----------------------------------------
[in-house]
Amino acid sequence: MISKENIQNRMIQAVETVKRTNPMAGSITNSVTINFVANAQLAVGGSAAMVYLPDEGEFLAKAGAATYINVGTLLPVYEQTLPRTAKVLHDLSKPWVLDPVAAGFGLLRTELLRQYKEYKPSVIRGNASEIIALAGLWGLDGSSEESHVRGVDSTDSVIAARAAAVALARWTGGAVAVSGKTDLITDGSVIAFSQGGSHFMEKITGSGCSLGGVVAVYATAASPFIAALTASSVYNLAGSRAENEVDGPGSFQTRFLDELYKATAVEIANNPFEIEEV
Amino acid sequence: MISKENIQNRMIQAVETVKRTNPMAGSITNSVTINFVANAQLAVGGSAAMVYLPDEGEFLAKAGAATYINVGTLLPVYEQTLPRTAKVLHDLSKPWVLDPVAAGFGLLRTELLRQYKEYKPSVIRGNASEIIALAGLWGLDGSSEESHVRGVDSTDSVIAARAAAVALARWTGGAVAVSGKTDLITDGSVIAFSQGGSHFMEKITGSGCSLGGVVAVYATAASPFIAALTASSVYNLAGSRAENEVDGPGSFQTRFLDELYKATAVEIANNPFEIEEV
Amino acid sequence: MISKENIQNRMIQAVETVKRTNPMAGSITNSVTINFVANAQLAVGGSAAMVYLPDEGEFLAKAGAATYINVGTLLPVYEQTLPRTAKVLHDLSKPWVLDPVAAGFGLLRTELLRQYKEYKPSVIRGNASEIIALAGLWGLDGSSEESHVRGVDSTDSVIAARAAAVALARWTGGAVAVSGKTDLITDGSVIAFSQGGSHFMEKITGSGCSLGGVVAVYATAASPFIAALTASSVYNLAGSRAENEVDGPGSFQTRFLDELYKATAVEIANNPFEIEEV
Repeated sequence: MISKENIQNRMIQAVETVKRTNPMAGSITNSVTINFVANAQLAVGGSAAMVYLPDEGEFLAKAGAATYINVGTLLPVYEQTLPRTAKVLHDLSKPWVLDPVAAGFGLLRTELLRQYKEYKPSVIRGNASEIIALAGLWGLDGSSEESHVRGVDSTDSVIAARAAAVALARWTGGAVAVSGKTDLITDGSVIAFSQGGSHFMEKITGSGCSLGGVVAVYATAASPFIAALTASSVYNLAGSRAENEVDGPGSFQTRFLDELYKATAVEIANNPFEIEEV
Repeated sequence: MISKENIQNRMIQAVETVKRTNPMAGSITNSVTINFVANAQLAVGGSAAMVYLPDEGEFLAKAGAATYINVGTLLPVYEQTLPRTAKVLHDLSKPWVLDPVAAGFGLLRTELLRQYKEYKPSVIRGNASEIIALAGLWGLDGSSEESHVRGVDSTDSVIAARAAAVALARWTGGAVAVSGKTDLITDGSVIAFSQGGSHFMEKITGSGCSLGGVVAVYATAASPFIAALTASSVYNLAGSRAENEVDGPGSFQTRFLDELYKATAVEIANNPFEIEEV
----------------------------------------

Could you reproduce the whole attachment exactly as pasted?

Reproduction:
[in-house]
Amino acid sequence: MISKENIQNRMIQAVETVKRTNPMAGSITNSVTINFVANAQLAVGGSAAMVYLPDEGEFLAKAGAATYINVGTLLPVYEQTLPRTAKVLHDLSKPWVLDPVAAGFGLLRTELLRQYKEYKPSVIRGNASEIIALAGLWGLDGSSEESHVRGVDSTDSVIAARAAAVALARWTGGAVAVSGKTDLITDGSVIAFSQGGSHFMEKITGSGCSLGGVVAVYATAASPFIAALTASSVYNLAGSRAENEVDGPGSFQTRFLDELYKATAVEIANNPFEIEEV
Amino acid sequence: MISKENIQNRMIQAVETVKRTNPMAGSITNSVTINFVANAQLAVGGSAAMVYLPDEGEFLAKAGAATYINVGTLLPVYEQTLPRTAKVLHDLSKPWVLDPVAAGFGLLRTELLRQYKEYKPSVIRGNASEIIALAGLWGLDGSSEESHVRGVDSTDSVIAARAAAVALARWTGGAVAVSGKTDLITDGSVIAFSQGGSHFMEKITGSGCSLGGVVAVYATAASPFIAALTASSVYNLAGSRAENEVDGPGSFQTRFLDELYKATAVEIANNPFEIEEV
Amino acid sequence: MISKENIQNRMIQAVETVKRTNPMAGSITNSVTINFVANAQLAVGGSAAMVYLPDEGEFLAKAGAATYINVGTLLPVYEQTLPRTAKVLHDLSKPWVLDPVAAGFGLLRTELLRQYKEYKPSVIRGNASEIIALAGLWGLDGSSEESHVRGVDSTDSVIAARAAAVALARWTGGAVAVSGKTDLITDGSVIAFSQGGSHFMEKITGSGCSLGGVVAVYATAASPFIAALTASSVYNLAGSRAENEVDGPGSFQTRFLDELYKATAVEIANNPFEIEEV
Repeated sequence: MISKENIQNRMIQAVETVKRTNPMAGSITNSVTINFVANAQLAVGGSAAMVYLPDEGEFLAKAGAATYINVGTLLPVYEQTLPRTAKVLHDLSKPWVLDPVAAGFGLLRTELLRQYKEYKPSVIRGNASEIIALAGLWGLDGSSEESHVRGVDSTDSVIAARAAAVALARWTGGAVAVSGKTDLITDGSVIAFSQGGSHFMEKITGSGCSLGGVVAVYATAASPFIAALTASSVYNLAGSRAENEVDGPGSFQTRFLDELYKATAVEIANNPFEIEEV
Repeated sequence: MISKENIQNRMIQAVETVKRTNPMAGSITNSVTINFVANAQLAVGGSAAMVYLPDEGEFLAKAGAATYINVGTLLPVYEQTLPRTAKVLHDLSKPWVLDPVAAGFGLLRTELLRQYKEYKPSVIRGNASEIIALAGLWGLDGSSEESHVRGVDSTDSVIAARAAAVALARWTGGAVAVSGKTDLITDGSVIAFSQGGSHFMEKITGSGCSLGGVVAVYATAASPFIAALTASSVYNLAGSRAENEVDGPGSFQTRFLDELYKATAVEIANNPFEIEEV